Relocating your plants doesn’t have to be a daunting task. In this post, we provide expert tips on how to safely move house plants, ensuring their health and well-being during the process.
For those looking to transplant their plants to new pots, our guide on when to transplant houseplants offers valuable advice. If you’re curious about the ideal potting mix for your indoor garden, don’t miss our article on what soil is best to use for indoor plants.
|Proper preparation is key when moving houseplants, including pruning, repotting, and watering them beforehand.|
|Make sure to secure your plants during transportation to prevent them from tipping over or getting damaged.|
|Shipping plants is possible but requires careful packaging and labeling, and there may be restrictions on certain types of plants.|
|Most plants can survive up to two weeks without water, but it’s best to water them thoroughly before and after the move.|
|Acclimate your plants to their new environment gradually by adjusting their exposure to sunlight and watering schedule.|
Dive in and learn how to securely move your houseplants while minimizing stress
Dust Off The Leaves
If you want your house plants to look their best, then it’s important that they’re well-groomed. Dusting off the leaves will help keep them looking healthy and clean and who doesn’t want that?
The best way to do this is by using a soft paintbrush or cotton swab, but if you don’t have one laying around, use any other kind of soft fabric that won’t damage the plant’s delicate surface (like an old t-shirt).
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Water The Plants
After a long day of moving house plants around, the last thing you want to do is water them. But don’t skip this step! Watering will help house plants recover from their stressful experience and allow them time to settle in at their new homes.
Watering after they’ve been relocated is especially important because it allows the plant’s roots to adjust to their new environment and restore themselves after being disturbed.
If you fail to water your plants after moving them, they may suffer from shock or dehydration, which can lead to wilting leaves, drooping stems and even death in extreme cases.
When watering houseplants after moving them:
- Water early in the morning – when there are fewer chances of moisture evaporating through exposure during hot weather;
- Water until moist – add enough water so that every inch of soil has been soaked;
- Water until wet – add enough water so that each pot has about ¼ inch (0.6 cm) worth of water sitting at its bottom.
Make A Large Pot For Your Plant
The first thing you should do when moving house plants is to make sure that the plant is in a large pot. A large pot will help prevent the plant from tipping over. T
he second thing you can do is choose a pot that has at least as much capacity (in terms of size and depth) as the current container you have for your houseplant.
Finally, make sure your new container has enough space to allow for growth!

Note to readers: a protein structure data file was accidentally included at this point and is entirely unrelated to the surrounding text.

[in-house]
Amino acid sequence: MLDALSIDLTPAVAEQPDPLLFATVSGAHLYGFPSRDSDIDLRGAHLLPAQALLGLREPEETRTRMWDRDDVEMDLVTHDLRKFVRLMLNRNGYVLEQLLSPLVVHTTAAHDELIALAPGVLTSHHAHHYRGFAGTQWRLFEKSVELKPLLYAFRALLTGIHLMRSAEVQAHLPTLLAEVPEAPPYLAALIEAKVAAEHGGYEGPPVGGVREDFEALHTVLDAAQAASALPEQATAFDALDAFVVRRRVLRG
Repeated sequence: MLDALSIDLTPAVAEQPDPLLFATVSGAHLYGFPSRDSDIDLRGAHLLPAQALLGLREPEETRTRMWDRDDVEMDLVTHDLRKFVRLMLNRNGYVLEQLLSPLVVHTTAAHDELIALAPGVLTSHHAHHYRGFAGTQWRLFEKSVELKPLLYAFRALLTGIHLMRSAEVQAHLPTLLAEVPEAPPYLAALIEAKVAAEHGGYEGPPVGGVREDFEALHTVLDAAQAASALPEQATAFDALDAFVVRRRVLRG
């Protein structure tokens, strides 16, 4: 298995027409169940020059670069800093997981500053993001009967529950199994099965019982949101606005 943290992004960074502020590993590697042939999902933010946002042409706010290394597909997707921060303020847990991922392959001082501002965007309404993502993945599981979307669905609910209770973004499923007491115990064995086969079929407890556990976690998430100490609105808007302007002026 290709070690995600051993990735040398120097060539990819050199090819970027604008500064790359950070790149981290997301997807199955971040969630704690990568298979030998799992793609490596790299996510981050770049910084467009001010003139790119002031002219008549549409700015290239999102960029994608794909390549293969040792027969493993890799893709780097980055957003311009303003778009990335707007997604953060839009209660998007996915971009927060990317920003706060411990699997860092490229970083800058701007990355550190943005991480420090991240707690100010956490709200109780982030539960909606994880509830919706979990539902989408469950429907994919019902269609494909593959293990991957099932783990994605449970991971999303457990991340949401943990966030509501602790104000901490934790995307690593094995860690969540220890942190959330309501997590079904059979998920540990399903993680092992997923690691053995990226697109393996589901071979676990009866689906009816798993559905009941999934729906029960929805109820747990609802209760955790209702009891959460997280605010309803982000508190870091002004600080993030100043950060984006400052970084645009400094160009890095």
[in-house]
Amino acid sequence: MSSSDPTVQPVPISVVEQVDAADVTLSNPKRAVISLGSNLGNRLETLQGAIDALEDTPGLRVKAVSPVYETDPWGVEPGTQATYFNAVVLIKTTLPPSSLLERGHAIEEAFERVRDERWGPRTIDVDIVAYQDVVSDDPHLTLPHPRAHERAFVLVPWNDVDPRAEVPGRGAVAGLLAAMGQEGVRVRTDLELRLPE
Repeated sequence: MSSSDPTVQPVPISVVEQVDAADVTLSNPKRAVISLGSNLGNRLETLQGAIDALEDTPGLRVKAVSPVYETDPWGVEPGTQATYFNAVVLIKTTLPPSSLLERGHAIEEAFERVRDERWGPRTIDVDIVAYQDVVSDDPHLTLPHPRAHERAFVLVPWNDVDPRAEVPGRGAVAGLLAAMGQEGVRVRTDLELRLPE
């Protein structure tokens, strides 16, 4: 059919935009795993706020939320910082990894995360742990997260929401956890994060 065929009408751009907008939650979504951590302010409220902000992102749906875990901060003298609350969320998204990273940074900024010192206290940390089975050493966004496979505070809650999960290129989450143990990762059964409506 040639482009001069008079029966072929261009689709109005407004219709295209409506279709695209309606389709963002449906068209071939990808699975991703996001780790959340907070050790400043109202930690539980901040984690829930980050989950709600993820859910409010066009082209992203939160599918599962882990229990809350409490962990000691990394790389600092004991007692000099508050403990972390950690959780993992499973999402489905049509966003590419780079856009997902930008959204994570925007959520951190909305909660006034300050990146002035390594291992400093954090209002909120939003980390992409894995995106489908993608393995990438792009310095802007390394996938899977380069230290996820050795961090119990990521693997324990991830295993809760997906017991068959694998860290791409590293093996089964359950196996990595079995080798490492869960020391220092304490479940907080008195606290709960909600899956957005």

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Cut Down Tall Stems
Cut down tall stems. When you move house plants, it’s best to cut any high-up stems that are longer than the box or tub itself (usually about half an inch). This reduces the risk of breakage, which can lead to root damage and even kill your plant.
Cut the stems at an angle of 45 degrees (or slightly less) with a sharp pair of scissors, making sure not to cut through any leaves or buds. If you don’t have access to scissors, you can use a sharp knife instead; just be careful not to slice into any leaves or buds!
Wrap The Soil With Plastic Wrap
Wrapping the soil in plastic wrap is a good way to keep it moist, but still allow for air circulation and water drainage.
It also prevents debris from falling into the potting soil, which can cause issues in your new home. You can use any kind of plastic wrap—even sandwich bags will do the trick!
Plastic wrap isn’t the only way to prevent drying out while moving plants; you could also put them in paper bags or cardboard boxes with holes punched through them so they breathe better than if they were covered entirely by plastic wrap.
However, using this method would require making sure nothing gets wet while being transported (i.e., no puddles or rain) and leaving enough room around each plant so that there are plenty of holes for ventilation.
Tie Your Plant To Secure It In The Soil
Tie your plant to the pot. Use a piece of string, twine or a rubber band, and tie it tightly around the stem just below where it breaks through the soil.
This will keep your plant secure during transit so it doesn’t fall out of its pot, but not so tight that it suffocates.
Be sure to remove the string after moving your plant into its new home; otherwise, it could cause rot or damage as time goes on.
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Get Appropriate Boxes For Your Plants.
The best way to find a box that is the right size and strength is to measure the plant itself. To do this, first find out the dimensions of the pot it’s in you can do this by taking out all its soil and holding it up against a wall where you’re moving.
Next, measure across the widest part of your potted plant (or just use your own judgment). Finally, add at least two inches of padding on each side beyond that measurement because some plants are more fragile than others.
Now that you know what size box you need for your chosen houseplant, let’s look at strength: if it looks like one might break under pressure or not withstand carrying weight well enough, don’t use it!